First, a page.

Is Strategy the Job of Senior Leaders?

Conventional wisdom says it is. Heck, I kind of agree. This is why we pay people the big bucks, right? They have to make the tough strategic calls that make or break an organization. While that certainly makes sense, there seems to be a downside, given the research I just read done by Mike Tobias up at Mercanix, a very cool technology company in Toronto.

They took a look at how organizations’ strategies connect to their employees, from the senior team, through middle management, and down to the line employee. In looking at this research, I became somewhat concerned. It seems the senior folks–you know, the ones who get paid to develop those strategies–have become quite enamored with their strategic plans, but the actual employees of the companies seem woefully disconnected from it.

Screenshot 2013-12-02 22.11.00


Check that out. The senior folks are mostly jazzed about their company purpose. Employees? Not so much (you’ll have to read the report to see their methodology; these scores are essentially in a “net promoter” format, which ranges from 100 to -100). This huge gap between employees and senior managers is a problem. And check out this. Do you think that employees actually understand the company’s strategic plan?

Screenshot 2013-12-02 22.11.54

Nope. Even more than half the middle managers don’t get it. This is horrible. If we’re leaving the work of strategy up to the senior folks, then they are not doing their jobs because they have a whole army of employees who are completely disconnected from what they’ve cooked up.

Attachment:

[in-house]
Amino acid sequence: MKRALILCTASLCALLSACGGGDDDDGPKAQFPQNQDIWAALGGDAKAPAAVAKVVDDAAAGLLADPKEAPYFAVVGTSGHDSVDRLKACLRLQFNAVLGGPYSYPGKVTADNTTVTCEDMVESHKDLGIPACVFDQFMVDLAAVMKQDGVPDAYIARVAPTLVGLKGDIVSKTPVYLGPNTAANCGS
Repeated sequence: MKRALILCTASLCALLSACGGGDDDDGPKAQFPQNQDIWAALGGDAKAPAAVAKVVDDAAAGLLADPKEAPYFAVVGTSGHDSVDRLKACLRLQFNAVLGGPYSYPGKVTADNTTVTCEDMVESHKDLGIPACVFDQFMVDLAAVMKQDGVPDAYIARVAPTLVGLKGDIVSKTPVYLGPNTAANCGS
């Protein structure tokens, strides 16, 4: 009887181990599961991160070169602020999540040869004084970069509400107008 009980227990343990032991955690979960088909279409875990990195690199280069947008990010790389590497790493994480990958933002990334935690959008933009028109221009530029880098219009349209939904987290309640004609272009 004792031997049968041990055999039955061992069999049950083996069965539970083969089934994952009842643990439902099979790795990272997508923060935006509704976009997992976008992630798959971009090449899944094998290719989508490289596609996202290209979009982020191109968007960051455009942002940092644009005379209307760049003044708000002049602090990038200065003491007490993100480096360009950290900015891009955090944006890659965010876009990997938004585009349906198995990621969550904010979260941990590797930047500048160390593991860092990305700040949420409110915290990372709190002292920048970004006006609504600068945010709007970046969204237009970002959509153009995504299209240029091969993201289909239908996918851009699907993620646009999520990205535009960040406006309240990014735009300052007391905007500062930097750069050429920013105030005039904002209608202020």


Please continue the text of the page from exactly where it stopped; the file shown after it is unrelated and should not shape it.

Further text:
Oh, by the way, the numbers change dramatically within the organizations that have metrics attached to their strategy. The research doesn’t even say what kind of metrics. Just ANY metrics, and the employees’ connection to the strategy jumps tremendously.

This research makes sense to me, given the prevalence of the machine approach in management today. Strategy is designed in the abstract, and implementation happens when people “do their job.” That won’t cut it any more. So sure, you can have your senior people develop strategy. I think it helps to have people who see the big picture and do that important work. But if they’re not smart enough to make strategy clear and alive in the work of everyone in the enterprise, then give them a generous severance package and find someone who can.


  1. 06.12.2013 at 8:30 am

    Jamie, this is interesting…and I agree that it’s not that surprising. But what happens if we work to make strategic thinking an organizational competency from top to bottom? What happens if we bring our front-line staff into the strategy discussions? Possibly even involve a diverse cross-section of our members? If an organization’s strategy is only developed at the executive level, what critical member data and insight is being missed and likely disregarded?

    Passion and commitment are required to execute on any strategy. As you write, if there’s no buy-in throughout the organization, the strategy – no matter how good – is destined for failure.

    • 13.12.2013 at 12:58 pm

      Amen Chris! In Humanize we talk about what “Collaborative Strategy” really looks like. Nilofer Merchant’s The New How is a good resource on that as well. And glad to hear you’re coming back into the association space! I’ll be in Austin in late January if you want to get together.

      • 16.12.2013 at 2:38 pm

        Hi Jamie, I’ll fess up and say I really need to read your book 😉 I’ll also add Nilofer’s to the list. And let’s definitely plan on getting together and catching up when you’re in town. I’m really excited to be returning to the good work of associations.

  2. […] Conventional wisdom says it is. Heck, I kind of agree. This is why we pay people the big bucks, right? They have to make the tough strategic calls that make or break an organization. While that cer…  […]